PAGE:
What CBS can do to upgrade Evening News post-Katie Couric (and why they should)
I know: Many of you reading this probably get your news through an iPad linked to a satellite hookup wired to get past the New York Times' new paywall. But for the rest of us, it still matters who fronts the big network newscasts.
And the Associated Press has managed to find someone at CBS who will say -- anonymously, of course -- that anchor Katie Couric is leaving soon to front a talk show.
TMZ also says new CBS News chief Jeff Fager wants 60 Minutes correspondent Scott Pelley to get the job; if true, it wouldn't a be surprise, because Fager is also the executive producer of 60 Minutes and Pelley is the show's best correspondent.
This is the same way news percolated out that Couric was leaving NBC for CBS five years ago; various admissions were made off the record and behind the scenes before the corporate machines behind the big networks would say publicly what media watchers already knew for weeks.
Couric herself is headed for Iraq right after giving an interview to the New York Times magazine where she isn't asked specifically about leaving her anchor job and she cites low affiliate ratings as a contributing factor to her ratings woes.
When Couric finally does announce her deal, it will likely be the worst kept secret in media since her last move.
Since I already named who I think should replace her -- 60 Minutes' correspondent Scott Pelley is the obvious favorite, PBS' Gwen Ifill remains my unorthodox hope -- talk right now should likely turn toward how the broadcast should change.
First, I'm still not down with all the talk about scuttling the evening newscasts. Last year, the three newscasts drew a combined average of 21-million people each day, while cable newscast audiences dropped by nearly 14 percent overall and 16 percent in prime time.
The trend is working against the network newscasts, for sure. But CBS's smartest TV news mind, 60 Minutes executive producer Fager, is now the man in charge. And just ask NBC what happens when you turn into a TV trend too soon (giving up on 10 p.m. timeslot and trying to shrug off affiliates with Jay Leno's show as Exhibit A).
So what would I do? Glad you asked:
Move the newscast to 7 p.m. or 7:30 p.m. - One way to get more viewers is to move the newscast to a timeslot people are watching. This will take some negotiating with affiliates, which often air profitable syndicated shows in that timeslot. But it's time to move news reports to a time when people can consume them, which means later in the day.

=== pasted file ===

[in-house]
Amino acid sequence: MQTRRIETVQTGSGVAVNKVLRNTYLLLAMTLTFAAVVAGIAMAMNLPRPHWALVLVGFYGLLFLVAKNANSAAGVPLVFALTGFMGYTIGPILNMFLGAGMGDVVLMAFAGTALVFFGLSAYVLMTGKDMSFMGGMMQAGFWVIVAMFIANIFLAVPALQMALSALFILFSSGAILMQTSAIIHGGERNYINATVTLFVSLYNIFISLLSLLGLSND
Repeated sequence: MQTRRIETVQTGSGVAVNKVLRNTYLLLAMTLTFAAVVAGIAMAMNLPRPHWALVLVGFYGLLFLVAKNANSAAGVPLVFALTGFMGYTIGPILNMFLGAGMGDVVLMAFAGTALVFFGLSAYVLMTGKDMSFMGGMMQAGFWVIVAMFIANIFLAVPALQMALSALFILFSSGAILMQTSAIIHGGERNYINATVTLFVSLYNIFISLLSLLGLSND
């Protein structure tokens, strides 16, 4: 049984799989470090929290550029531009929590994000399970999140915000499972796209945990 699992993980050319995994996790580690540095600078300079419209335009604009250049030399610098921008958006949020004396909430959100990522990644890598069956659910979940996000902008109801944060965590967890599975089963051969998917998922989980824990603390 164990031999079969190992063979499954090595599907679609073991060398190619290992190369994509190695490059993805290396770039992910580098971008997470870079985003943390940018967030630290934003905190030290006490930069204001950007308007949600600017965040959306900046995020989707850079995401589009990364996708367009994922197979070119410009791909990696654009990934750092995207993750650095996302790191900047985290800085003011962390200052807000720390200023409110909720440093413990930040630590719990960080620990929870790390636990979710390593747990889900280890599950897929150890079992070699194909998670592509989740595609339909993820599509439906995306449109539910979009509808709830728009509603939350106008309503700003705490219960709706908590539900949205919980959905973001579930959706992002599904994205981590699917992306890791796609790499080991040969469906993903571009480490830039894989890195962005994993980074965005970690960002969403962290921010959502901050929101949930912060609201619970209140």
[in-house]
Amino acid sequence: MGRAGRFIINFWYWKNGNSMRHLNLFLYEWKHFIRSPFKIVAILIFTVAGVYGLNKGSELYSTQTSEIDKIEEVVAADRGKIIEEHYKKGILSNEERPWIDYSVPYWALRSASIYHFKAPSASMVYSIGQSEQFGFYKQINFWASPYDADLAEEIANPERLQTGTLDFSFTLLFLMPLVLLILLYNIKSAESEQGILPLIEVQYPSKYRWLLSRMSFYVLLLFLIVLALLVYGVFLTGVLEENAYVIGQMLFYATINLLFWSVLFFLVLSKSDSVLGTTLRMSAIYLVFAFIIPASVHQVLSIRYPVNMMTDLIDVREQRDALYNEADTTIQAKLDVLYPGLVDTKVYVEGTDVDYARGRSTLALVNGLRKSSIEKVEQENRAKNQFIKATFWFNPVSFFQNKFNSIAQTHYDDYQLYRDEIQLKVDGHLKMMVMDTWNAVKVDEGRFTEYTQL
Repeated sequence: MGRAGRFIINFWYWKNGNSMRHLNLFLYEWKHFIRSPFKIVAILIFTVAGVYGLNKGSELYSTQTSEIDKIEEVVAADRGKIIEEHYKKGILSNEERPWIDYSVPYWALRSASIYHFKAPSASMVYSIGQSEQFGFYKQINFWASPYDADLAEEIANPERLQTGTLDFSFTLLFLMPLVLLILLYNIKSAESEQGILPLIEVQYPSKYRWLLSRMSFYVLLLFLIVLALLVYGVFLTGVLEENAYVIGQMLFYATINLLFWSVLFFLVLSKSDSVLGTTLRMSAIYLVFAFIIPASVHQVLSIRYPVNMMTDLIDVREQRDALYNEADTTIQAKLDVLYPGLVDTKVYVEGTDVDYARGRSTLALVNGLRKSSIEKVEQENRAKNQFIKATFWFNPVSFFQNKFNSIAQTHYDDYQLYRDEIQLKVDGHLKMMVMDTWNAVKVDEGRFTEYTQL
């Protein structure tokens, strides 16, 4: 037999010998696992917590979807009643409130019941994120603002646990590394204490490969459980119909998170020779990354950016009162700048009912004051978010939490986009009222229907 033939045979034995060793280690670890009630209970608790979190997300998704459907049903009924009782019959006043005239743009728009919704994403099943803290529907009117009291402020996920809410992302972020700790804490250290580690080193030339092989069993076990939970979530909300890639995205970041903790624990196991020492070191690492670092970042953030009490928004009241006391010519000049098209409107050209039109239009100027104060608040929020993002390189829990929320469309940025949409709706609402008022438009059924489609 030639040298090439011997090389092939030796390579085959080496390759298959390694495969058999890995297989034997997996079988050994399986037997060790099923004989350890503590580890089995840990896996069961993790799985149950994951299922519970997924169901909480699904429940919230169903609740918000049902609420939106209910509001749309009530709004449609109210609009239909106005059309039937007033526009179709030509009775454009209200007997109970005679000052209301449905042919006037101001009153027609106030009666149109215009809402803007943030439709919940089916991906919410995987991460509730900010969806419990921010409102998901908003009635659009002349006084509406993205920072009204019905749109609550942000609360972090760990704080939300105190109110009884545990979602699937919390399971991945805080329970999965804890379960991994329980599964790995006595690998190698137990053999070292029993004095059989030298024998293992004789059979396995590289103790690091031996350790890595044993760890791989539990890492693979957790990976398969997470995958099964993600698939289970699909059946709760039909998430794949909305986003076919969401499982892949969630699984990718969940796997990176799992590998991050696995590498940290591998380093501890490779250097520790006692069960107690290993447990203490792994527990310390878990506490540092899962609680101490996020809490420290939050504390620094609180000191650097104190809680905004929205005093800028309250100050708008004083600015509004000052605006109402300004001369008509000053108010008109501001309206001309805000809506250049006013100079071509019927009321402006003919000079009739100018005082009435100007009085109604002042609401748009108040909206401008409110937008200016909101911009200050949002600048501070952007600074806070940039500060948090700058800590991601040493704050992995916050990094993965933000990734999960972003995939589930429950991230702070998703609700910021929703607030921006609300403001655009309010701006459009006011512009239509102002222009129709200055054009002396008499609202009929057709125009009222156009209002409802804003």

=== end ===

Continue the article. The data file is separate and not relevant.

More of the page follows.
Hire more great reporters -- If Pelley does get the big job, CBS will need a top name to take his place at 60 Minutes, anyway. Why not use the money CBS News will save by losing Couric's $15-million annual salary to hire more good reporters -- not necessarily big names -- to create the kind of memorable content that will draw viewers.
Align with CNN already -- It feels like half of CNN's stars already contribute to 60 Minutes, anyway (okay, just Anderson Cooper and Sanjay Gupta right now). It's time for CBS to gain the continuous reporting muscle and 24-hour access which comes from a partnership with a cable newschannel. And the most traditional cable newschannel could benefit from access to the great journalists on 60 Minutes, Evening News, Face the Nation and CBS Sunday Morning.
Develop a real online presence with value for consumers -- Leveraging Couric across multiple platforms was a good idea. The problem is, nobody wants to take precious time clicking on softball webcast interviews with Glenn Beck. But someone with a greater thirst for hard news reporting might make more of the platforms now available, including iPad and iPhone apps, Facebook, Twitter and other areas of social media. The extra interview clips and reports on 60 Minutes Overtime are a great example of using the web to deliver more material worth consuming; time to move that concept to a revamped Evening News platform and kick it into overdrive.
Own some stories -- NBC's Brian Williams had Hurricane Katrina and the disaster in New Orleans. CNN's Cooper had the disaster in Haiti and early unrest in Egypt. ABC's Christiane Amanpour nailed crucial interviews with leaders in Egypt and the Middle East during unrest there and in Libya. But the last memorable story Couric covered for CBS News just might be her Sarah Palin interview in 2008. Time for third-place CBS to own some important stories in a way that signals a new sheriff is in town. Of course, it's easy to say "break big stories." But CNN's success is proving that traditional news channels find their most success when reporting traditional news well. So do it, already.